$\endgroup$
  • $\begingroup$ Well, it's kind of cheating to say that this argument is "without any entropy" as the limit in the displayed formula is precisely the entropy. $\endgroup$ – R W Nov 12 '14 at 21:22
  • $\begingroup$ Nice to see an argument although it is indeed not what I was looking for (a more direct probabilistic interpretation). The question I asked turns out to be a 3* question in G.Pete's note Probability and Geometry on groups, and given other 3* questions are unsolved conjectures, it's certainly harder than I thought. In any case, both answers are helpful and in order to close the "open"-status I'm picking the one with more votes... $\endgroup$ – ARG Nov 24 '14 at 8:42
2
$\begingroup$

First about the background, which you present in a somewhat misleading form. The "brute force" argument of Avez you are referring to works just for finitely supported measures. On the other hand (and contrary to what you say) it does not use symmetry. Concerning the implication "zero entropy $\implies$ zero speed", for finitely supported symmetric measures this, indeed, follows from Varopoulos-Carne inequalities. However, there is a much more comprehensive approach due to Karlsson and Ledrappier MR2402595 (which works in the natural generality of measures with a finite first moment). According to them, if the entropy vanishes, then the only way for the rate of escape to be positive is when there is a group homomorphism onto $\mathbb Z$ with non-zero mean. In particular, for all symmetric measures with a finite first moment zero entropy implies zero speed.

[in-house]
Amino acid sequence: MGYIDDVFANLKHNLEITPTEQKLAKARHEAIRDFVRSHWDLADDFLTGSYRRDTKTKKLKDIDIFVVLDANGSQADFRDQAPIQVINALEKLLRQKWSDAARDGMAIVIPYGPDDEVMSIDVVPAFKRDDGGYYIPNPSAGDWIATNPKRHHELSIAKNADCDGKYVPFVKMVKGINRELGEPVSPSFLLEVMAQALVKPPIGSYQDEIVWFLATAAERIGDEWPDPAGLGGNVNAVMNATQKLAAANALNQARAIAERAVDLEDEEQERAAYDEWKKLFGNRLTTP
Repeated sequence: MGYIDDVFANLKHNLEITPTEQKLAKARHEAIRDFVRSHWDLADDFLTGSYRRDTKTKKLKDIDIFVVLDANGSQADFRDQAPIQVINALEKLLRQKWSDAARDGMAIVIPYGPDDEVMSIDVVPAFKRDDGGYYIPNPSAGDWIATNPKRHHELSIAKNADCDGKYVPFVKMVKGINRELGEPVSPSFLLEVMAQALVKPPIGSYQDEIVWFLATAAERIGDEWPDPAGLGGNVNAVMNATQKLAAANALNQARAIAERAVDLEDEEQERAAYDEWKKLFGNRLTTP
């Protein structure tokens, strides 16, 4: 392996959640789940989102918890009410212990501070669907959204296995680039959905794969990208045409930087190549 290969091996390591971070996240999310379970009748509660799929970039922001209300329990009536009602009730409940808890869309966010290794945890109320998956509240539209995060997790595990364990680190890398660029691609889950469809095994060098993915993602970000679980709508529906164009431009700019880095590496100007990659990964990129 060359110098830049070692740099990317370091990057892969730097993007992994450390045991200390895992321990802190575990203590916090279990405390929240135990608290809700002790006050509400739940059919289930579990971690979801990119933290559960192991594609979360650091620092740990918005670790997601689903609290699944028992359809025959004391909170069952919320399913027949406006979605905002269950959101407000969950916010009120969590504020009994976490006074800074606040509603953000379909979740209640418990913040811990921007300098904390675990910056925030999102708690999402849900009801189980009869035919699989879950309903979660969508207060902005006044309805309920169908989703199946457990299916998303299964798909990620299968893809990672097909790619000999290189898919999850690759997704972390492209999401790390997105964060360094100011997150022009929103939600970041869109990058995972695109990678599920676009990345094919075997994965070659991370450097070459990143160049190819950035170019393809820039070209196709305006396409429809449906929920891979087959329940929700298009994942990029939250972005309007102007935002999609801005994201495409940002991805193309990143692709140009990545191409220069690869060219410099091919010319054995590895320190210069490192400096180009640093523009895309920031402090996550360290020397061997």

Now, concerning your question. I am not aware of any arguments which would really avoid entropy (see my comment to Tom Hutchcroft's answer). Entropy is much closer related to the Liouville property than the rate of escape. One of the reasons for that is that the asymptotic entropy is just the weighted sum of Kullback-Leibler distance between the harmonic measures and its translates (or, before passing to limit, between $n$-fold convolutions of $\mu$ and their translates). The "brute force approach" of Avez then essentially consists in obtaining an upper bound for the total variation distance in terms of the KL distance (also see similar estimates in Erschler-Karlsson MR2791651). The latter paper also contains some pretty explicit inequalities involving the entropy and the first moment of $n$-fold convolution, which can probably be qualified as "brute force" as well.

$\endgroup$

Your Answer

By clicking “Post Your Answer”, you agree to our terms of service, privacy policy and cookie policy

Not the answer you're looking for? Browse other questions tagged or ask your own question.